Hard Drive CRC error on Windows 7


M

mmdir2005

USB Hitachi external hard drive had no problem running under Windows XP as a secondary drive. Put same drive on Windows 7 computer, not working. The drive assignment E: shown under My Computer and its property shows as an empty drive.
Windows 7 can't read 400G saved data and the error message is "CRC" error and asking format the drive which I say no. Attach IDE HD drive shows no problem accessing under Windows 7. Look like Windows 7 has the problem of accessing usb type of external hard drive.
 
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P

Paul

USB Hitachi external hard drive had no problem running under Windows XP as a secondary drive. Put same drive on Windows 7 computer, not working. The drive assignment E: shown under My Computer and its property shows as an empty drive.
Windows 7 can't read 400G saved data and the error message is "CRC" error and asking format the drive which I say no. Attach IDE HD drive shows no problem accessing under Windows 7. Look like Windows 7 has the problem of accessing usb type of external hard drive.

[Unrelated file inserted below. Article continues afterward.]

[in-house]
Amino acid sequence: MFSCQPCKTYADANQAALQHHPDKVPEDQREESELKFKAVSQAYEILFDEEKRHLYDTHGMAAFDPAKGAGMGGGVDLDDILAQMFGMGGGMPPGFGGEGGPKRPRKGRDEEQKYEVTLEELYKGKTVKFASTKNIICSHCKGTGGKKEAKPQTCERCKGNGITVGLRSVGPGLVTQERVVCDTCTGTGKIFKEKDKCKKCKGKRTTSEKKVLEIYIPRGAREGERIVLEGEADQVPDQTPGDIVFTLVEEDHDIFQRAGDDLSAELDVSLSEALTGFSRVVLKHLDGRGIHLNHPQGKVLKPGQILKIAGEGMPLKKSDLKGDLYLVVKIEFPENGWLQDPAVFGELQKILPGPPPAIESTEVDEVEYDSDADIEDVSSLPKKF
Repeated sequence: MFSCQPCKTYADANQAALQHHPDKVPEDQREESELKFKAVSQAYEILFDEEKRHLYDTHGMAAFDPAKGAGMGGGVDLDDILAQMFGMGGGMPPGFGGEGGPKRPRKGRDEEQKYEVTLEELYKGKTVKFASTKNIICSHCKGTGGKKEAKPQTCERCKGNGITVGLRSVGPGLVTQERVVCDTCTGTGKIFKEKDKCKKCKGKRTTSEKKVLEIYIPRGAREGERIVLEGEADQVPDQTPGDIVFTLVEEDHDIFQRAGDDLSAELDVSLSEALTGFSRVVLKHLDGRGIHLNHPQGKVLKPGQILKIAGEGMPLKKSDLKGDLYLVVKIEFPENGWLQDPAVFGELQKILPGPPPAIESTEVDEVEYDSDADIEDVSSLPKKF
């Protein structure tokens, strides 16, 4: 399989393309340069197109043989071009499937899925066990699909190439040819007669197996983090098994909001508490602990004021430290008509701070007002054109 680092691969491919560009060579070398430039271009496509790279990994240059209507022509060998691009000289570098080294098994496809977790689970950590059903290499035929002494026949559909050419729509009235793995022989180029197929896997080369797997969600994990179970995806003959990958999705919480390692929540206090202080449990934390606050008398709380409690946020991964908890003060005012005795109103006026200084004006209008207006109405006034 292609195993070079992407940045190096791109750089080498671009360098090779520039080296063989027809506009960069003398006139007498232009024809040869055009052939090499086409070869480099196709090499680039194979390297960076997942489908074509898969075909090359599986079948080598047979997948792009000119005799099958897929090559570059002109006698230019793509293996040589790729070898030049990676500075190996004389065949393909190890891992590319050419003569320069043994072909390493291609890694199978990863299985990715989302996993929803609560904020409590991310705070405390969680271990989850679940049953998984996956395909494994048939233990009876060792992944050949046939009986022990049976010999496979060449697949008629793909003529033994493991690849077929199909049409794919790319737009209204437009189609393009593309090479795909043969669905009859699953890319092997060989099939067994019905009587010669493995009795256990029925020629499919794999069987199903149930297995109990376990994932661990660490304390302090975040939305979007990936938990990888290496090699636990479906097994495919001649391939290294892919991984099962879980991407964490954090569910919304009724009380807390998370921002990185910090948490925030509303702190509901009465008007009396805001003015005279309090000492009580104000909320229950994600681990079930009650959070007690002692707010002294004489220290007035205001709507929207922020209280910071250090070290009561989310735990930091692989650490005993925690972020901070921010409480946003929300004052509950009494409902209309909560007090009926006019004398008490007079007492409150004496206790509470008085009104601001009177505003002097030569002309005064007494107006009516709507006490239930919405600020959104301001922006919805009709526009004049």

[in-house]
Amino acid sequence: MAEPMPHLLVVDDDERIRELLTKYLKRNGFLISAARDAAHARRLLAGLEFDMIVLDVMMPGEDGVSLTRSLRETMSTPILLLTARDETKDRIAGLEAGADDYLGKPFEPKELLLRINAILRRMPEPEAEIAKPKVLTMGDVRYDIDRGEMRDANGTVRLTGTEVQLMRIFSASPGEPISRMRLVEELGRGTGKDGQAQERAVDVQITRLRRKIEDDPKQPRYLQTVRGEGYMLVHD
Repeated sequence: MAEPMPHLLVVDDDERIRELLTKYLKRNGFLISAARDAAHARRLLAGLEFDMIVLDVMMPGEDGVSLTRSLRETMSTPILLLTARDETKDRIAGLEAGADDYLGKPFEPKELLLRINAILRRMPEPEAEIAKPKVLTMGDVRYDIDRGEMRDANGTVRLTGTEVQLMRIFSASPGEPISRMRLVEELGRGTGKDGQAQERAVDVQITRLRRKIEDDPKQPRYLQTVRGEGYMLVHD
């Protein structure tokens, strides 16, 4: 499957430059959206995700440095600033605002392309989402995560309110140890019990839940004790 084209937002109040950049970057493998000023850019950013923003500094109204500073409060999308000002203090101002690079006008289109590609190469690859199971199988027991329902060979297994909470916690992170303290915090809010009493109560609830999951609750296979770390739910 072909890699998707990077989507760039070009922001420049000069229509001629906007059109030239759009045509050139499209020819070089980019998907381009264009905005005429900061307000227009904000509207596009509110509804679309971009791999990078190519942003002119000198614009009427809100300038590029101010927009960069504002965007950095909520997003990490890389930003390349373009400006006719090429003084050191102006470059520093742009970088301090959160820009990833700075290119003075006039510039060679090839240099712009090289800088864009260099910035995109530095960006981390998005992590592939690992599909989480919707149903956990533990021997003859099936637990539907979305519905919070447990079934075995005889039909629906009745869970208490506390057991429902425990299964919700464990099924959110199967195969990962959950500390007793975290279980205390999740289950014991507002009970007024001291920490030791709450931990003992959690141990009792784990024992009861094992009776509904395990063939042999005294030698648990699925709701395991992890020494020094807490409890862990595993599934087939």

That's a bit weird.

It implies the drive talked to the USB chip
inside the enclosure, and the drive reported a CRC error
off the platter. It's not likely to be a USB host to
USB peripheral error (bus interface issue).

When you say "WinXP Computer" and "Windows 7 Computer",
I have to assume these are physically different computers.

USB hard drives can have power problems. A 2.5" drive
in a USB enclosure, is allowed to draw 500mA from the
USB bus. Sometimes they draw too much current. But
your CRC error is not a typical error from such an event.
Usually, the drive won't spin up properly, if there is a
power problem. If there is a power problem, you might not
get any reaction from the drive at all (not detected).

If you're using a 3.5" drive, with an external power
adapter, then it's less likely to be a USB bus
power issue. The adapter powering the drive can
still be defective. But again, it is pretty difficult
to get to the level of being able to read the disk,
and a power problem causes a CRC error. The hardware
should screw up well before you get to that point.
You would need a multimeter, and access to the
inside of the enclosure, to verify the voltages
are OK. If a 12V adapter gives less than around 11V,
the drive will not spin up.

Now, maybe the Windows 7 computer is attempting to
read a different sector than the WinXP one. But
I don't have a theory for why that would be, so
it's pretty difficult to propose that as a part
of the root cause of the problem.

Paul
 

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